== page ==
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Oct 19, 2019 03:30PM
bird - you look cute in that pic - or at least as cute as possible considering the circumstances...
On the subject of finding mets as soon as possible, and the methods to do so, there is no universal methodology. For some, tumor markers such as CA15-3, CA27/29, CEA, etc. are reliable for early signs of mets. For others, they can have extensive mets and normal markers, so the science is not there for all of us to count on these particular markers for proof. Hopefully the newer CTC (circulating tumor cell) markers will be more accurate and available soon. Whether or not oncologists use the existing markers, and on which patients, is indicative of their particular philosophy and experience. I do get regular markers drawn, and have been sensitive to them in terms of registering change when inflammation has happened. Whether or not this would hold true if I had mets is currently unknown - so these markers could display a false negative, and have already shown a false positive for me as an individual. As far as finding mets early, I tend not subscribe to the idea that it does not matter when you find them - outcome is the same. The treatment guidelines predicated this concept are based on old studies that pre-date a significant number of treatments that have become available, and also studies that look at how mets occur and when that happens have been done more recently. This information may lead to a better understanding of how and when to look for mets. The very fact that some stage IV patients are living a lot longer than ever before is proof enough to me that the benefits of early detection doesn't just apply to early stage breast cancer. Some think that reducing the tumor burden surgically or with radiation at the outset and then treating systemically with chemo and/or anti-hormonals will extend the length of time to remain alive - I have seen it for myself. Others think that reducing the tumor burden can actually accelerate the aggressiveness, and starting off with aggressive treatment causes you to run out of effective treatment options sooner - and they are also correct. Therein lies the conundrum. My personal, and totally anecdotal, viewpoint - I have two friends who treated aggressively out of the gate with surgery and chemo - one stage IV de novo, while the other had "progression" several years later but our shared oncologist thinks she actually had undiscovered mets at the time of diagnosis. Both are doing well and are working, traveling, and living life and it has been almost 8 years for one, 9 for the other. My dad and brother were both diagnosed with stage IV de novo cancers of differing kinds - my 82 year old dad did two separate rounds of chemo - six months apart - and he lived six times longer than my 55 year old brother who did no treatment at all. Unfortunately, how to pursue information about progression for early stagers, and what to do with that info when you have it, is a complex issue.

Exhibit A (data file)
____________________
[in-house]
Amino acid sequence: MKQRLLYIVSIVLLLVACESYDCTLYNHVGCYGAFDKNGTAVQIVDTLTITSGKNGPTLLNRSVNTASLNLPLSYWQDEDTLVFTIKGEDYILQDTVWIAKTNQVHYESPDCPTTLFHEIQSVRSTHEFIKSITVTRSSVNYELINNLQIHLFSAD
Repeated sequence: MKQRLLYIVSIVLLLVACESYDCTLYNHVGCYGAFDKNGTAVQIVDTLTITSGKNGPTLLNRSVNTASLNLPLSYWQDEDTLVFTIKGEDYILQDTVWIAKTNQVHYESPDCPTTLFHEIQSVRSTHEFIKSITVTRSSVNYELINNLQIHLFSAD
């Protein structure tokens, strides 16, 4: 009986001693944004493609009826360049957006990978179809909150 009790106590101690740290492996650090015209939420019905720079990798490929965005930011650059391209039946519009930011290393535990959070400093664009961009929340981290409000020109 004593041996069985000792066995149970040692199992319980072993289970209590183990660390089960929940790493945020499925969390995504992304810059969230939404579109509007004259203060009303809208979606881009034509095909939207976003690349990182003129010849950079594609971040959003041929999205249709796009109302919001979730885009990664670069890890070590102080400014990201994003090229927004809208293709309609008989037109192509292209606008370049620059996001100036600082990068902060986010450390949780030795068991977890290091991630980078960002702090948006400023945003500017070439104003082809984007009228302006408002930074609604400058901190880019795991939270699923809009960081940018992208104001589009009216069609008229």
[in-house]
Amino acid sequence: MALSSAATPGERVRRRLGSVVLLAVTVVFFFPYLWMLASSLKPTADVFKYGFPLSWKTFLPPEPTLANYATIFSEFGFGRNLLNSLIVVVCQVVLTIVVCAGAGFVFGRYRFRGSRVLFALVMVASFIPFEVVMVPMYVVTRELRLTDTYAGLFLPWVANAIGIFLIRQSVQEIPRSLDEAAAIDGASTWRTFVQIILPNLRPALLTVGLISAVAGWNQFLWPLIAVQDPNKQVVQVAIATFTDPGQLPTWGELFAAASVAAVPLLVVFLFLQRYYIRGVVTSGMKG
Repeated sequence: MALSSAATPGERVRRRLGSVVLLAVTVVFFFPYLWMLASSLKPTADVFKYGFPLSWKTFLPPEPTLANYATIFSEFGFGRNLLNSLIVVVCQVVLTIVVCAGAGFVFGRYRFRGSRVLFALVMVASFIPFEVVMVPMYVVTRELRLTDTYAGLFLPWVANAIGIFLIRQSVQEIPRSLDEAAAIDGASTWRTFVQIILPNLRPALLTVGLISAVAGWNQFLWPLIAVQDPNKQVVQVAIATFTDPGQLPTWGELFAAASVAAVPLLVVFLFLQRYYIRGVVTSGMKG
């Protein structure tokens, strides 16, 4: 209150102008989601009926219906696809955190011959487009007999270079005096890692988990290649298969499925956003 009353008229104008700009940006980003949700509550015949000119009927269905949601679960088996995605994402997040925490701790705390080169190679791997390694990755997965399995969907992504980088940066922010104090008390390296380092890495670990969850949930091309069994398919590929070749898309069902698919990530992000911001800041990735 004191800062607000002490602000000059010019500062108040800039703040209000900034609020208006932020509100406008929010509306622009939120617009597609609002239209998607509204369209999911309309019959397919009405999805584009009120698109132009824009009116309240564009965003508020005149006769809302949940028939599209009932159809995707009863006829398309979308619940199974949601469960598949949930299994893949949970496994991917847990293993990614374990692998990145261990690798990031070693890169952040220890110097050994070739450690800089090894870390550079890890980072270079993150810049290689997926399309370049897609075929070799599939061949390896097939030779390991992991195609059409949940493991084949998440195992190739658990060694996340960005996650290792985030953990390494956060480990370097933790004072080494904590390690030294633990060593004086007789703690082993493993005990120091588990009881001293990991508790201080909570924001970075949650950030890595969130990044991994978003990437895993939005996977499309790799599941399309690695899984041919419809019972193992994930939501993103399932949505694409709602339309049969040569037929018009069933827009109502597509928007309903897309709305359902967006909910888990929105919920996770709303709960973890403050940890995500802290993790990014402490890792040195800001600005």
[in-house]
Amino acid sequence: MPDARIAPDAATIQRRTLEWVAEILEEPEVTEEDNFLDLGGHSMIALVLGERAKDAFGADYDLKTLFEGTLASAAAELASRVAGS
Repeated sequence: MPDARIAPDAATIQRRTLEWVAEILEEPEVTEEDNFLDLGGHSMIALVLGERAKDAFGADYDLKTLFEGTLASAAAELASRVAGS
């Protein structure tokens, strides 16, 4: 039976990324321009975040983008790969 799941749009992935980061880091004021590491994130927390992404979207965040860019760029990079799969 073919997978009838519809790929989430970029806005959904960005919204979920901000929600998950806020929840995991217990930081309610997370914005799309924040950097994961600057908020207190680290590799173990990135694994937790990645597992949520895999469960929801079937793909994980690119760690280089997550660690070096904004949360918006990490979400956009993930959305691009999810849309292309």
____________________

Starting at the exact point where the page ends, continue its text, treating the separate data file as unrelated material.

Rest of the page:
BMX w/ TE 11/1/10, ALND 12/6/10. 15 additional surgeries. TCHx6 2/17-6/2/11. Herceptin until 1/19/12. Femara 8/1/11, Arimidex 6/20/12, back to Femara 6/18/13-present.
9/27/2010, DCIS, Stage 0, Grade 3
9/27/2010, IDC, Right, 2cm, Stage IIB, Grade 3, 2/14 nodes, ER+/PR+, HER2+ (IHC)